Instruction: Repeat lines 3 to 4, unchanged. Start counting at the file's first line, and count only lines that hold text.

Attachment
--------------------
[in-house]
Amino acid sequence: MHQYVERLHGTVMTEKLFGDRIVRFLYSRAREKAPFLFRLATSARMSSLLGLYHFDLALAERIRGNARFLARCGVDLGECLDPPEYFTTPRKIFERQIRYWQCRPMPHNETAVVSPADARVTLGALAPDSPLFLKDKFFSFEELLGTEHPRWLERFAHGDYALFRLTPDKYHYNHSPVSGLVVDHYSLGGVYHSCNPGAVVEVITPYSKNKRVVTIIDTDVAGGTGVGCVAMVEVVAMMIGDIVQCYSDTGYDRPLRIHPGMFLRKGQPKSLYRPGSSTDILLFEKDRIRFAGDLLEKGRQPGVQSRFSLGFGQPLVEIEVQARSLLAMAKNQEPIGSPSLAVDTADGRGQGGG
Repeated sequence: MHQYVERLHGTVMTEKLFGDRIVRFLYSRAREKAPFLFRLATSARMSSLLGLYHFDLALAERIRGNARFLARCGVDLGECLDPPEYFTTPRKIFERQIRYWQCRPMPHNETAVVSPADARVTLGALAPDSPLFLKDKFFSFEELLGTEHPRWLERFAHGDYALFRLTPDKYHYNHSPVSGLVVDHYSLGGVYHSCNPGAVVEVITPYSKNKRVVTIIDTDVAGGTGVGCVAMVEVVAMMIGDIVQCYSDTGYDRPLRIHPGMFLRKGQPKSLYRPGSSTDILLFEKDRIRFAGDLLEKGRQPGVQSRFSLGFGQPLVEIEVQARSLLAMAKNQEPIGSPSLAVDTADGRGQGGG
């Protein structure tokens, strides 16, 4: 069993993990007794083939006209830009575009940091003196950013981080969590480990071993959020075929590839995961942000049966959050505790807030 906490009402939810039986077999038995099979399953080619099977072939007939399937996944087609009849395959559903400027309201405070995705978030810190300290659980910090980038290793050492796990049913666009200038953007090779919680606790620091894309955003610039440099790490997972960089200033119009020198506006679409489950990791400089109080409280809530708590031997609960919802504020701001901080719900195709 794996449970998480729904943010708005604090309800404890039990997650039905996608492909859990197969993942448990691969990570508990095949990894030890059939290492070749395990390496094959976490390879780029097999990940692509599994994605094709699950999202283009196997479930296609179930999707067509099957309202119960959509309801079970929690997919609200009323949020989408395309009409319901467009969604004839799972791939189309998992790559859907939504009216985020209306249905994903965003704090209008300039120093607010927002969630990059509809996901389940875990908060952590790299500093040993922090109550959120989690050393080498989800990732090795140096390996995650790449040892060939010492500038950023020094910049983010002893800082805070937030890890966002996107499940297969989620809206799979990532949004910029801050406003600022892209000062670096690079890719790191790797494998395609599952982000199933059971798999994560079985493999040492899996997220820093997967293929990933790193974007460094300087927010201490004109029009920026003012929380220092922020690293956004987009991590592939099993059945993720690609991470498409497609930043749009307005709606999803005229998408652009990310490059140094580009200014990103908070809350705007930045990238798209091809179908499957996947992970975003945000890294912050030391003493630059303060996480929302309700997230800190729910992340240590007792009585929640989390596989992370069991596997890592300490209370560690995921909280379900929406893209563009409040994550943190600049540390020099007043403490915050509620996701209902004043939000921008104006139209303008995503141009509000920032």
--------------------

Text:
Repeated sequence: MHQYVERLHGTVMTEKLFGDRIVRFLYSRAREKAPFLFRLATSARMSSLLGLYHFDLALAERIRGNARFLARCGVDLGECLDPPEYFTTPRKIFERQIRYWQCRPMPHNETAVVSPADARVTLGALAPDSPLFLKDKFFSFEELLGTEHPRWLERFAHGDYALFRLTPDKYHYNHSPVSGLVVDHYSLGGVYHSCNPGAVVEVITPYSKNKRVVTIIDTDVAGGTGVGCVAMVEVVAMMIGDIVQCYSDTGYDRPLRIHPGMFLRKGQPKSLYRPGSSTDILLFEKDRIRFAGDLLEKGRQPGVQSRFSLGFGQPLVEIEVQARSLLAMAKNQEPIGSPSLAVDTADGRGQGGG
């Protein structure tokens, strides 16, 4: 069993993990007794083939006209830009575009940091003196950013981080969590480990071993959020075929590839995961942000049966959050505790807030 906490009402939810039986077999038995099979399953080619099977072939007939399937996944087609009849395959559903400027309201405070995705978030810190300290659980910090980038290793050492796990049913666009200038953007090779919680606790620091894309955003610039440099790490997972960089200033119009020198506006679409489950990791400089109080409280809530708590031997609960919802504020701001901080719900195709 794996449970998480729904943010708005604090309800404890039990997650039905996608492909859990197969993942448990691969990570508990095949990894030890059939290492070749395990390496094959976490390879780029097999990940692509599994994605094709699950999202283009196997479930296609179930999707067509099957309202119960959509309801079970929690997919609200009323949020989408395309009409319901467009969604004839799972791939189309998992790559859907939504009216985020209306249905994903965003704090209008300039120093607010927002969630990059509809996901389940875990908060952590790299500093040993922090109550959120989690050393080498989800990732090795140096390996995650790449040892060939010492500038950023020094910049983010002893800082805070937030890890966002996107499940297969989620809206799979990532949004910029801050406003600022892209000062670096690079890719790191790797494998395609599952982000199933059971798999994560079985493999040492899996997220820093997967293929990933790193974007460094300087927010201490004109029009920026003012929380220092922020690293956004987009991590592939099993059945993720690609991470498409497609930043749009307005709606999803005229998408652009990310490059140094580009200014990103908070809350705007930045990238798209091809179908499957996947992970975003945000890294912050030391003493630059303060996480929302309700997230800190729910992340240590007792009585929640989390596989992370069991596997890592300490209370560690995921909280379900929406893209563009409040994550943190600049540390020099007043403490915050509620996701209902004043939000921008104006139209303008995503141009509000920032």